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Will Spanish tax accusations start mass player exodus?

If Spain was viewed as a tax haven for footballers until recently, the current climate looks on course to change. Just look at the list of footballers that have been accused of tax evasion: Javier Mascherano, Lionel Messi, Neymar, Samuel Eto’o, Angel Di Maria and, recently, Alexis Sanchez and Cristiano Ronaldo. There have been reports on accusations even against JoseMourinho.

Just what is going on in Spain? It looks like the economically drowning authorities are groping for a plank to hold onto, financially speaking.

You couldn’t blame them also. When David Beckham transferred to Real Madrid, he was one of the first footballers to receive tax alleviations – having to pay only 25% instead of double that for an income of 600,000 euro and above. The whole plan was to attract football’s best talent to Spanish lands. This was back in 2003.

But in 2010, the Spanish authorities scrapped the ‘Beckham tax law’.  With the financial crisis of 2008-09, one wonders whether one needs to look anywhere else to determine why they did that.

Now, seven years, later, we see a number of accusations aimed at those who benefited from the tax alleviations. It is no wonder that newspapers reported Messi wanted to leave Spain for England last summer, and that Ronaldo desires to leave too.

Both have been accused of not paying their tax for image rights sales. Just to give you a bit more details, the BBC reported earlier that Ronaldo had been accused of owing 14.7 million British pounds between 2011 and 2014 for an image rights sale done via a shell company he registered in the British Virgin Islands.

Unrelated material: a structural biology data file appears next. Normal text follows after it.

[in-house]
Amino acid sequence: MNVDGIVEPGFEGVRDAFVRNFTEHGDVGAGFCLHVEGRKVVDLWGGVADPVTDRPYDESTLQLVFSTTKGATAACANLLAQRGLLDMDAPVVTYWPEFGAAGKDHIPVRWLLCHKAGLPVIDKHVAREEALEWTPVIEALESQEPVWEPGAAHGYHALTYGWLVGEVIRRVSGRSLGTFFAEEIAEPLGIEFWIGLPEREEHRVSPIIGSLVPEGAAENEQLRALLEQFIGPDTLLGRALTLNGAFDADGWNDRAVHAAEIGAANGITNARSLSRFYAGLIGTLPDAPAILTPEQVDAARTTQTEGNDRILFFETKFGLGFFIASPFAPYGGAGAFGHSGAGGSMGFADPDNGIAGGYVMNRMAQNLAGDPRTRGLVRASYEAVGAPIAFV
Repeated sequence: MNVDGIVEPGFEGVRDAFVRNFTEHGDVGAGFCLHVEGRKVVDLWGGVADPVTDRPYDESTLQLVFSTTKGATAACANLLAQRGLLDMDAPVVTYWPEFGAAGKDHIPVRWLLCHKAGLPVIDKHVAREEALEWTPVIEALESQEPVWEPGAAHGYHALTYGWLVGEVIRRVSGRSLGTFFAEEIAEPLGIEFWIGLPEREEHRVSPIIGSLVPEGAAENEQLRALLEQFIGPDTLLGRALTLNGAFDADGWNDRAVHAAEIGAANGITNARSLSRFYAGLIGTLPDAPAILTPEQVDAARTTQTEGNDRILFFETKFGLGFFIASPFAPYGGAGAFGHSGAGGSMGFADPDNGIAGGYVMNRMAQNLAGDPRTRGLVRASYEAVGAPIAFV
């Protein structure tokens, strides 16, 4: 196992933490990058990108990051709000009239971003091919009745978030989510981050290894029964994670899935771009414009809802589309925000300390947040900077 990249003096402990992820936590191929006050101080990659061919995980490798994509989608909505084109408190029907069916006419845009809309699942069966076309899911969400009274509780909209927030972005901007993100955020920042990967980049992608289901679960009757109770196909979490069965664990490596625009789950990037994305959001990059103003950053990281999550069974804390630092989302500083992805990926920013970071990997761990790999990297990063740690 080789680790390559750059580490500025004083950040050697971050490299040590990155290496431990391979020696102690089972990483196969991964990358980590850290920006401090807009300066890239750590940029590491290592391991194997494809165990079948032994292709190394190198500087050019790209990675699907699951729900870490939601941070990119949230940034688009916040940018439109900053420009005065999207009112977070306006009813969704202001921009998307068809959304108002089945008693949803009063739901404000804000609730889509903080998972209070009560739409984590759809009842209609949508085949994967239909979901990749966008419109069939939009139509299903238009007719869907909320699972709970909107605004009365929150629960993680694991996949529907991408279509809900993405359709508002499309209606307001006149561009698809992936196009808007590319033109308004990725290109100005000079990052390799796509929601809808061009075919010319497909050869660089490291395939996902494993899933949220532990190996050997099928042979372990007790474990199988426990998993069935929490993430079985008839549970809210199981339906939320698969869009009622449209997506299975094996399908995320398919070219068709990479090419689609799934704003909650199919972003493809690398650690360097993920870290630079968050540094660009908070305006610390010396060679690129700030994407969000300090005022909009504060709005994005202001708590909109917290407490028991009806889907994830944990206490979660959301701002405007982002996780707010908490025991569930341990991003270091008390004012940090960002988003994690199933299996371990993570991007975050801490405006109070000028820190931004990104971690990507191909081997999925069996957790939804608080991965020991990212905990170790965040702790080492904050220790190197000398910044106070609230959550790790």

Imagine the conundrum Ronaldo is currently having–having been approached by an international firm, being Portuguese and a globally recognised name, that he would still have to pay his tax to the Spanish authorities.

The resolution of his case I leave to the lawyers. What matters here is how he will react.

Will he run away from Spain? As one of the world’s top two footballers, he has every right to.

But the ramifications of this, and the pressure from the Spanish taxmen, could be huge, not only for him but for European football. It could start a shift in football which would see Spanish clubs lose a valuable vantage point on the transfer market.

The current Spanish climate makes us wonder whether the stars of the world’s top two football clubs–Real Madrid and Barcelona–would migrate elsewhere, as if running away like hunted antelopes.

If this proves to be the case, it is all good news for the rest of European football. Spain’s top two clubs have dominated the European scene for almost 20 years now.

If this is case, it would be an ugly end to Spanish domination. It is unfortunate that such a period should end with a tax scandal.

One wonders who would fill the gap that is left behind. But the answer to that question is better left to time.

Ronaldo is currently in Russia with the Portugal national side for the Confederations Cup and is set to appear in court on July 31.

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